The Cowboys have the NFL's top-ranked passing offense, and the Bears may need to start reserve cornerback Kevin Toliver. If that's the case, Pagano will have to decide between keeping top cornerback Kyle Fuller stationed on one side or moving him around to shadow top Cowboys receiver Amari Cooper.
Cowboys quarterback Dak Prescott leads the NFL in averaging 315.7 passing yards per game.
The Bears missed the impact of inside linebacker Roquan Smith on several occasions this season -- not only during his one-game absence on Sept. 29 for personal reasons but also in a few games after when he wasn't his usual self.
Smith has been playing at a high level recently, including when he posted a career-best 15 tackles last Thursday.
"When he plays well, we play well as a defense," Mack said. "It’s going to be huge. I’m looking forward to see what he’s does Thursday."
Why doesn't a Bears quarterback serve as the holder for field-goal attempts? In the wake of the Dolphins' successful fake field goal Sunday -- with holder/punter Matt Haack tossing it in the end zone to kicker Jason Sanders -- that question was presented to Bears special teams coordinator Chris Tabor.
"The thing that you like with the holder being there all the time is that when they go off to the side (practicing field goals during series on offense) and are working on their own, they’re with each other," Tabor said. "Time on task is kind of the deal there. But we do have a plan for the backup holder there, and Chase (Daniel) does a good job for us if we needed it."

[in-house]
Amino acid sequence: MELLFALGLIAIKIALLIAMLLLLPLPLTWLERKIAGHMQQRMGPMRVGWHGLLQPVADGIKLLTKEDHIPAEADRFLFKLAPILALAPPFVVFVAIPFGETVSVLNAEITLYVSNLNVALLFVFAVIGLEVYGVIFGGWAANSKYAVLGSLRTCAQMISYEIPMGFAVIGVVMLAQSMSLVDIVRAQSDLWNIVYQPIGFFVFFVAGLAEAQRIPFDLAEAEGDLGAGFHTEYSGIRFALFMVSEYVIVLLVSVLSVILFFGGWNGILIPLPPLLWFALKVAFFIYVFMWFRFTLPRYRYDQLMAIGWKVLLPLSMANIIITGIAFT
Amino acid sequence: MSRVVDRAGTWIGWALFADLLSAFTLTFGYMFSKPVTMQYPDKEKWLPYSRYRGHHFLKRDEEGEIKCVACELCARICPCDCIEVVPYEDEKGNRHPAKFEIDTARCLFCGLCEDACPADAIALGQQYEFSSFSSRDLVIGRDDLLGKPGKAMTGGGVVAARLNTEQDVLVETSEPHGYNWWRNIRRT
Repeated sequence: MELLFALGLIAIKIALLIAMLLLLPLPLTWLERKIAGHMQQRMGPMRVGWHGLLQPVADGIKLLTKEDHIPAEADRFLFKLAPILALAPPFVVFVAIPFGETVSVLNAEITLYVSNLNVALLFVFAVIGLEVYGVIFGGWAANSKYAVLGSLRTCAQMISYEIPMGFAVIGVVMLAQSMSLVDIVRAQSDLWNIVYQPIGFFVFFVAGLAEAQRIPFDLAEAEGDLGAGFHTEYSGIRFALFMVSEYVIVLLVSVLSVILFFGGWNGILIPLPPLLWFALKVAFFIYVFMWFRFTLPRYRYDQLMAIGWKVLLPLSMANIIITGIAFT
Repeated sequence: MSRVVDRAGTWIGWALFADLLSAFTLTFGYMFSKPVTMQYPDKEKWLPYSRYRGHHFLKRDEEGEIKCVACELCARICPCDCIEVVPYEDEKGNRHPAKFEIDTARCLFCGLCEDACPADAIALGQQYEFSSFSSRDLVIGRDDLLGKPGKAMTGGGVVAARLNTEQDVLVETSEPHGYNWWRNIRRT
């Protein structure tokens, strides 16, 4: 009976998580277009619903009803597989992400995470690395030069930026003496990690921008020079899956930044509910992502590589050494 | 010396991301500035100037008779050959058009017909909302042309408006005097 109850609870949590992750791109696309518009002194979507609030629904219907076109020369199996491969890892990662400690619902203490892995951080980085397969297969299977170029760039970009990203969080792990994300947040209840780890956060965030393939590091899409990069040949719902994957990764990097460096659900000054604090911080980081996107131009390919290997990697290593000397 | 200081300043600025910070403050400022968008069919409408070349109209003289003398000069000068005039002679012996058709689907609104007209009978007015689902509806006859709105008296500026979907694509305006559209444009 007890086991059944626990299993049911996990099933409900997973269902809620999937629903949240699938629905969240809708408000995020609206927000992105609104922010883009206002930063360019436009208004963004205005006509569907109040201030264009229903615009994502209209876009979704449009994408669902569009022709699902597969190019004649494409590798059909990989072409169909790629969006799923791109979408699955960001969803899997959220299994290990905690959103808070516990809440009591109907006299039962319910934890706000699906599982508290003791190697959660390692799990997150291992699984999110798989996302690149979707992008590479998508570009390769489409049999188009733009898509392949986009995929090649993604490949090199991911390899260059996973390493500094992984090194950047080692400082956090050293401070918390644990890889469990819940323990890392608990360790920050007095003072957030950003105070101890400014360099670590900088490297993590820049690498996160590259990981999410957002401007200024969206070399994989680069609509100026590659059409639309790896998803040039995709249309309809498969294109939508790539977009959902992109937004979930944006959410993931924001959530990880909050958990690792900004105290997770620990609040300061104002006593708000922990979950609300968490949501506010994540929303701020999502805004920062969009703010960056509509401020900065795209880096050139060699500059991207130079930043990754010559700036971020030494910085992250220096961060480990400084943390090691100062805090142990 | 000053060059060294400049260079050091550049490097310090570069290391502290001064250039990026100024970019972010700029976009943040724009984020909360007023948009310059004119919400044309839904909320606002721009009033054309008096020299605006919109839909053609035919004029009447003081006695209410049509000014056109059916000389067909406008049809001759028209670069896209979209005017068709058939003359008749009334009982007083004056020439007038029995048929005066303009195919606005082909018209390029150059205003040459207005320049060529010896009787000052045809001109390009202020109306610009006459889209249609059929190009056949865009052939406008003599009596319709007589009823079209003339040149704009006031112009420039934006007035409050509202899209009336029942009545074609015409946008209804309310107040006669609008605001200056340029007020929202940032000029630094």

"They’re never, ever going to quit. They’re going to fight until the bitter end -- regardless."
CB Prince Amukamara (hamstring) -- The Bears can prepare for Toliver playing cornerback in place of the injured Amukamara.
TE Ben Braunecker (concussion) -- Braunecker has yet to clear the concussion protocol. Opportunity is knocking again for rookie Jesper Horsted.
WR Taylor Gabriel (concussion) -- Like Braunecker, Gabriel has still yet to clear the concussion protocol. Javon Wims would be the next man up at receiver.
OL Bobby Massie (ankle) -- This ankle sprain was expected to keep Massie out for multiple weeks, and he isn't close to a return yet.
LB Danny Trevathan (elbow) -- The Bears are giving Trevathan the chance to return from his injury. But it won't happen Thursday, and the clock is ticking.
It's the Bears' biggest game until their next one, maybe. Win and they keep the season alive. Lose and they start looking toward 2020. It should be an interesting game between two desperate teams. The Bears will come out on top.